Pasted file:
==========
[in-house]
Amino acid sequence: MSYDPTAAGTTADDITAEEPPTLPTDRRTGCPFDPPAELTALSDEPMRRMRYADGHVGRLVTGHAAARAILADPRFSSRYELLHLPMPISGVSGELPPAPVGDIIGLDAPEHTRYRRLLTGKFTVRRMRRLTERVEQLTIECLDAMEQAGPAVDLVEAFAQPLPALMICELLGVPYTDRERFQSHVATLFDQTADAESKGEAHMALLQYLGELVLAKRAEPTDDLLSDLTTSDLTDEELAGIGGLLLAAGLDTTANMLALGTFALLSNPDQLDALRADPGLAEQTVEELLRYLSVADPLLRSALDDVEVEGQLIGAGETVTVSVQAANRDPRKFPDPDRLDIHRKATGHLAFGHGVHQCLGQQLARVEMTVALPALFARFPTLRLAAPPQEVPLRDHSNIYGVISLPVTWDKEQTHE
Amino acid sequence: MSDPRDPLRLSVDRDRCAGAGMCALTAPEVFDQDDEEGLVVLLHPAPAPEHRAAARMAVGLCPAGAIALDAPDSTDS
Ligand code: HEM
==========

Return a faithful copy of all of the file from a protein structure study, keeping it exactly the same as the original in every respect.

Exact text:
[in-house]
Amino acid sequence: MSYDPTAAGTTADDITAEEPPTLPTDRRTGCPFDPPAELTALSDEPMRRMRYADGHVGRLVTGHAAARAILADPRFSSRYELLHLPMPISGVSGELPPAPVGDIIGLDAPEHTRYRRLLTGKFTVRRMRRLTERVEQLTIECLDAMEQAGPAVDLVEAFAQPLPALMICELLGVPYTDRERFQSHVATLFDQTADAESKGEAHMALLQYLGELVLAKRAEPTDDLLSDLTTSDLTDEELAGIGGLLLAAGLDTTANMLALGTFALLSNPDQLDALRADPGLAEQTVEELLRYLSVADPLLRSALDDVEVEGQLIGAGETVTVSVQAANRDPRKFPDPDRLDIHRKATGHLAFGHGVHQCLGQQLARVEMTVALPALFARFPTLRLAAPPQEVPLRDHSNIYGVISLPVTWDKEQTHE
Amino acid sequence: MSDPRDPLRLSVDRDRCAGAGMCALTAPEVFDQDDEEGLVVLLHPAPAPEHRAAARMAVGLCPAGAIALDAPDSTDS
Ligand code: HEM